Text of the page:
B. Prematurity of Action. Johnson next alleges the affirmative defense that plaintiffs' action against him was premature and should only be commenced after the conclusion of this action and the separate case between the Federal Land Bank and plaintiffs. Johnson did not ask the trial court to separate the trials pursuant to Iowa Rule of Civil Procedure 186. Rather, he waited until the judgment had been entered and then filed a post-trial motion, which the trial court denied.

On appeal, Johnson argues that plaintiffs have not actually sustained any loss due to his malpractice because they successfully recovered against Donohue. He contends that plaintiffs have not proved that they have been damaged by his actions. In a legal malpractice claim grounded on negligence, we recently discussed proof of causation and the requirement that a plaintiff show what was lost as a result of the lawyer's negligence. Burke v. Roberson, 417 N.W.2d 209, 211-13 (Iowa 1987). This includes a showing of the money or rights that the plaintiff would have collected in the absence of the lawyer's negligence, which we referred to as proof of "collectibility." Id. at 212. We also indicated that it was a rare case in which the issue of collectibility is so clear that it can be decided as a matter of law. Id. at 213.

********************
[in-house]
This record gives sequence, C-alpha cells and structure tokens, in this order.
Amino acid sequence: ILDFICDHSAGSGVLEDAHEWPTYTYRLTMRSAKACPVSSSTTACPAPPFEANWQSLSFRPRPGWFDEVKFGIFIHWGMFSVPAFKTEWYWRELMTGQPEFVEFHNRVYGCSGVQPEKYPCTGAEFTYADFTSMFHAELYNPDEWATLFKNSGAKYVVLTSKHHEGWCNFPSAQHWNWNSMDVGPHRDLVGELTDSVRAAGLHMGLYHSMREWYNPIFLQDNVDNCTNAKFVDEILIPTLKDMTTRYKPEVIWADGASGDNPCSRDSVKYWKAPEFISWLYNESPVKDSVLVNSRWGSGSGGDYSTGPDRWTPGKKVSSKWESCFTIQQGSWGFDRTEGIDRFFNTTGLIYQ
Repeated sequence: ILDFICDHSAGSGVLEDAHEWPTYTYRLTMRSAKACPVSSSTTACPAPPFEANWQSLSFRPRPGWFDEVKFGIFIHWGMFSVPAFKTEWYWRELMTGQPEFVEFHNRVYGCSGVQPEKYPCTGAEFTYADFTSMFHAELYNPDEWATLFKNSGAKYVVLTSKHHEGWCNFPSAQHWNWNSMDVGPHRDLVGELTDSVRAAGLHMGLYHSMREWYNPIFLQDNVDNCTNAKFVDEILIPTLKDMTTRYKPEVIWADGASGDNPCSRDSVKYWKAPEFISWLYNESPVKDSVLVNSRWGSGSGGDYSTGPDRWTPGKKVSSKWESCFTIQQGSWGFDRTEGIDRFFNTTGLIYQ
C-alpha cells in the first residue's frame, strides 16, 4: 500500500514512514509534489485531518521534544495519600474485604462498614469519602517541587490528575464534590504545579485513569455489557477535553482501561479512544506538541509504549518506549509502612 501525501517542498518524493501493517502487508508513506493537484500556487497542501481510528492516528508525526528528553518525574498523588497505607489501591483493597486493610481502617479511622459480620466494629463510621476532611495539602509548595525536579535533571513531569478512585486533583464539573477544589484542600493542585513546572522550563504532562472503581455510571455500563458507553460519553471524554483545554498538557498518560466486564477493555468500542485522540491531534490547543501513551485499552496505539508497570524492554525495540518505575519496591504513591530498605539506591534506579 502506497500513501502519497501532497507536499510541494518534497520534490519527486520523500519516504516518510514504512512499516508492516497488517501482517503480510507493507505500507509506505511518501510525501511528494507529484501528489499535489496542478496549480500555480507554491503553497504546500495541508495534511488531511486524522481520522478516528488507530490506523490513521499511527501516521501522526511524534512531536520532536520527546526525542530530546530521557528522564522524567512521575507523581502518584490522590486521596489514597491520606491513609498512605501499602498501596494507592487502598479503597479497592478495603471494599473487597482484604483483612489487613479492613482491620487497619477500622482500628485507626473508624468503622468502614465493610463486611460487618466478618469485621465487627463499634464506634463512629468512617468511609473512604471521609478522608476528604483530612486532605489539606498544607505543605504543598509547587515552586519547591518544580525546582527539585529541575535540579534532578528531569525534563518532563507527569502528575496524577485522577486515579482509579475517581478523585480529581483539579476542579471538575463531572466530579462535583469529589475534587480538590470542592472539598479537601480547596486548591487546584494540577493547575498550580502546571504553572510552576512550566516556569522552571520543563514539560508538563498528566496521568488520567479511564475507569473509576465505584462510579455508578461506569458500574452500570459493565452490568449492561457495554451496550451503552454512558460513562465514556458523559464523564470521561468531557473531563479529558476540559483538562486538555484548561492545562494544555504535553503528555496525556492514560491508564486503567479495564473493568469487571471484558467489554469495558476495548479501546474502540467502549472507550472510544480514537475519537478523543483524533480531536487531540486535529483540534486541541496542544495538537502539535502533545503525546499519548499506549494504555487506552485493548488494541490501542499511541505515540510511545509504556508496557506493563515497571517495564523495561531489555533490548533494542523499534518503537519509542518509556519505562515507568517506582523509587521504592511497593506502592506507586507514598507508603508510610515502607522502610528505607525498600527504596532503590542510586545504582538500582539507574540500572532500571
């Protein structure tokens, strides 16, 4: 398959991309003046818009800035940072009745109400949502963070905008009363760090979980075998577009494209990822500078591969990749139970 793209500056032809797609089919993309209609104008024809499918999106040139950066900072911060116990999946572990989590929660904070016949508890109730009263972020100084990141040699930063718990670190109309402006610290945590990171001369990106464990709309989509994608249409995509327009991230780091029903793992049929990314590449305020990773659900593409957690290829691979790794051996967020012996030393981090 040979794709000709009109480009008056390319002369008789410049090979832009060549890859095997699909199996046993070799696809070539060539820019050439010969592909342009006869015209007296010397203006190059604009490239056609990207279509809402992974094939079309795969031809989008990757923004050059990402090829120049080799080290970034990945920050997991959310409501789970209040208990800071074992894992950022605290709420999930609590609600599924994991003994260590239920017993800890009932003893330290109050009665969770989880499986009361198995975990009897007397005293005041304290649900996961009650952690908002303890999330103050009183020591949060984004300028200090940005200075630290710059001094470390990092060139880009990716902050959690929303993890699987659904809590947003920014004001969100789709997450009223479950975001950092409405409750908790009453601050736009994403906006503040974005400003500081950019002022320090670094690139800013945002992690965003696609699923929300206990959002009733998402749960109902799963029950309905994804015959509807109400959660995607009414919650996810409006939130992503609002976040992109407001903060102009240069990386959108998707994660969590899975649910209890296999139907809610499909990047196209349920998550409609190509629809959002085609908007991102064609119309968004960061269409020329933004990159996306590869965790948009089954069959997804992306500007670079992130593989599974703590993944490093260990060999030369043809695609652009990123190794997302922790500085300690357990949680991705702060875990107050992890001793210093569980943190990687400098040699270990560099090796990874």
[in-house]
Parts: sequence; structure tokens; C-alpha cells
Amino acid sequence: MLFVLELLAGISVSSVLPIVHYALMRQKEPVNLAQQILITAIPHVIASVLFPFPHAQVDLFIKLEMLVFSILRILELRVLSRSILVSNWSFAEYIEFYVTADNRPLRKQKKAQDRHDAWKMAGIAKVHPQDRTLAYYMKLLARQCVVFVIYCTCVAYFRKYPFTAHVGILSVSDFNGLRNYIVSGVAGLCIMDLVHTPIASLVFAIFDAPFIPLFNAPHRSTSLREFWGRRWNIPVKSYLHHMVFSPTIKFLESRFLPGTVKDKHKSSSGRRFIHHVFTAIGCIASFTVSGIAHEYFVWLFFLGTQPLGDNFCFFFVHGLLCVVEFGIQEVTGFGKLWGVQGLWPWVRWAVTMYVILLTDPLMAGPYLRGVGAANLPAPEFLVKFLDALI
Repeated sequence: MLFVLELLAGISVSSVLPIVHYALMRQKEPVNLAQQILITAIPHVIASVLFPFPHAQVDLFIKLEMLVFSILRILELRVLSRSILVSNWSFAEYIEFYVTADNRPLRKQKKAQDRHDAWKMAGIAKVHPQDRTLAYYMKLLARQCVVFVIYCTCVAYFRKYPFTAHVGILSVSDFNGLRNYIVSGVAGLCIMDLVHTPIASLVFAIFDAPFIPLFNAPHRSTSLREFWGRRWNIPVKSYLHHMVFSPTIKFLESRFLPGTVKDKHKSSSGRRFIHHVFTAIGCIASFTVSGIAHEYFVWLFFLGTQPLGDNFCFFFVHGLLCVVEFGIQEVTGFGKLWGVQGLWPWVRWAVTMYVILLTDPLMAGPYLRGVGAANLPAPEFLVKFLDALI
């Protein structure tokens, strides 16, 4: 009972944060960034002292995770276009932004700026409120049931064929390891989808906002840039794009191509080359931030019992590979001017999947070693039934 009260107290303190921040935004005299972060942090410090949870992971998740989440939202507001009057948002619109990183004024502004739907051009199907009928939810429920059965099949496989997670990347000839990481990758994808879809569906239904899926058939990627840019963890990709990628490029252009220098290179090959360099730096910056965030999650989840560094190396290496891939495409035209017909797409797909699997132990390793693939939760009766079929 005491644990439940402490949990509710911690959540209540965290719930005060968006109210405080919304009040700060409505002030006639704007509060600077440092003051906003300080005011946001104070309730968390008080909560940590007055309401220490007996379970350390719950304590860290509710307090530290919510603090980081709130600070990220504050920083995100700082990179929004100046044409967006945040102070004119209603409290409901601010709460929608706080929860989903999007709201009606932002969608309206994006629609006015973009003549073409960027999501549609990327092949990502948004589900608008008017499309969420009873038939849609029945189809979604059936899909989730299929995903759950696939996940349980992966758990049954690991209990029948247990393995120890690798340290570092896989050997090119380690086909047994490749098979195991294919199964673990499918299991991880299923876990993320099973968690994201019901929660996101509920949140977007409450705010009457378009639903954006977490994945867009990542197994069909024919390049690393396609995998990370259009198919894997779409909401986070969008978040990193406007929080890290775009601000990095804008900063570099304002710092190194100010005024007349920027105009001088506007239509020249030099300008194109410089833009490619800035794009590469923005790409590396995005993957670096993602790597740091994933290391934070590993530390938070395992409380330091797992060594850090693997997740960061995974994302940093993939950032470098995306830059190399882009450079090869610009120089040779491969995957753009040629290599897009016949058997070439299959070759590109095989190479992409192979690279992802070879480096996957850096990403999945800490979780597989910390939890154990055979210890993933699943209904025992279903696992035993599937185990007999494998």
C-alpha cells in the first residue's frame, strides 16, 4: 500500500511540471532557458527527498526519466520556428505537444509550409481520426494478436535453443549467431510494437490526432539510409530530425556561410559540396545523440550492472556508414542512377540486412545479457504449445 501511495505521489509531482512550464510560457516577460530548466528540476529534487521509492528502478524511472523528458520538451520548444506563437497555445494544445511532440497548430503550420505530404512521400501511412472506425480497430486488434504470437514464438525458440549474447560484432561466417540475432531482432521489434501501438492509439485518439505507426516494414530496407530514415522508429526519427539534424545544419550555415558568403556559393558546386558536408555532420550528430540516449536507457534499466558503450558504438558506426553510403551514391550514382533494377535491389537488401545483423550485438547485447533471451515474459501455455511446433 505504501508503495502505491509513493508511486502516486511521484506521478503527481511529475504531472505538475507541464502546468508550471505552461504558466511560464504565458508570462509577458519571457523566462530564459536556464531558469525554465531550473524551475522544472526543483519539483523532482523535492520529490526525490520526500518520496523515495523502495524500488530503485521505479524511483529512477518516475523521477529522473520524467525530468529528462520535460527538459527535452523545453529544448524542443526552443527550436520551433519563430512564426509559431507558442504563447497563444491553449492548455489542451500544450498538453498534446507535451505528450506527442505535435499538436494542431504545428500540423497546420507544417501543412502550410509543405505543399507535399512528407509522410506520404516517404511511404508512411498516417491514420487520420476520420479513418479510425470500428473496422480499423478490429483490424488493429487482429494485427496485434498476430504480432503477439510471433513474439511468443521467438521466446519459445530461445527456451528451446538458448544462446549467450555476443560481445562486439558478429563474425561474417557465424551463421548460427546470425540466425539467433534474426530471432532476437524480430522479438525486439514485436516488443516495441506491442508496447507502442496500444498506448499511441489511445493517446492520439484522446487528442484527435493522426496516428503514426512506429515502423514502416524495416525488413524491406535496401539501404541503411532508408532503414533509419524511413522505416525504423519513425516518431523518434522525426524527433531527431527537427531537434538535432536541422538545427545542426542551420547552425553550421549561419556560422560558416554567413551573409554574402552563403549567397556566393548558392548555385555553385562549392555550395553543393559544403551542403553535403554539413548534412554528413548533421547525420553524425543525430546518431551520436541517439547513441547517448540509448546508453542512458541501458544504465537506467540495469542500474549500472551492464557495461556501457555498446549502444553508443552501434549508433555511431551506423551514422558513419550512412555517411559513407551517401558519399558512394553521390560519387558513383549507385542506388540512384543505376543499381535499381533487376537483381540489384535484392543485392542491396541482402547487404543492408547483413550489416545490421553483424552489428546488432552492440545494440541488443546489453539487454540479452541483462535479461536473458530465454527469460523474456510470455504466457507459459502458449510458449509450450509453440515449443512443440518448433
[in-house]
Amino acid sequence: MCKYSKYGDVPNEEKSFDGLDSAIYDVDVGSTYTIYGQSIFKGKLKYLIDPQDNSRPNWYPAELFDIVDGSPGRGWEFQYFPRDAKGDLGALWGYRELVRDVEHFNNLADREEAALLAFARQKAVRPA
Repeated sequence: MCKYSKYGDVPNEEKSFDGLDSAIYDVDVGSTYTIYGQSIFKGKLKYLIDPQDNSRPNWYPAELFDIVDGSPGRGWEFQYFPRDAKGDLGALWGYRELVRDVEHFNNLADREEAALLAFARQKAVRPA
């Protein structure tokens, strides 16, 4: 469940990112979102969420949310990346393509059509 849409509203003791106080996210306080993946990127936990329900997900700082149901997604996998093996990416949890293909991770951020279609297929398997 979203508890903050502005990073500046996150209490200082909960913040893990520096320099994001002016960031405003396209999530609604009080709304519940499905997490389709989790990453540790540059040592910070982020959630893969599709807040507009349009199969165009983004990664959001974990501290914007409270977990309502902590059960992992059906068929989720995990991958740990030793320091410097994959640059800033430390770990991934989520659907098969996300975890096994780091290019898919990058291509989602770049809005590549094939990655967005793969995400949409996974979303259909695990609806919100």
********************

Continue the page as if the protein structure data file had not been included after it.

Under these facts, where Johnson passed title after examining the abstract and participated in closing the real estate contract, he suggests that plaintiffs should be required to show collectibility in proving proximate cause. Here, plaintiffs have shown that the title was unmerchantable and that they suffered losses from the deprivation of the property and incurred other expenses. Johnson's claim of prematurity is an affirmative defense stating that he had protected plaintiffs by requiring a warranty of title from Donohue and that plaintiffs must first seek recovery from Donohue.

*865 If Johnson wanted this issue submitted for a factual determination, he failed to preserve error. He admits in his brief that he raised the matter for the first time in his post-trial motion. We conclude that the issue of prematurity in this case cannot be properly adjudicated in a post-trial motion. After the trial was over, the court was in no position to either separate the trials or more fully instruct the jury on collectibility as part of plaintiffs' burden to prove causation and damages. The trial court properly denied Johnson's post-trial motion on this issue.

This is not to say that Johnson may not have an alternative remedy. We do not pass on whether Johnson may bring an equitable action against Donohue or the Federal Land Bank or whether Johnson will become subrogated to plaintiffs' interests by satisfying the judgment entered in this action. See Tilly v. Doe, 49 Wash. App. 727, 746 P.2d 323, 326-27 (1987).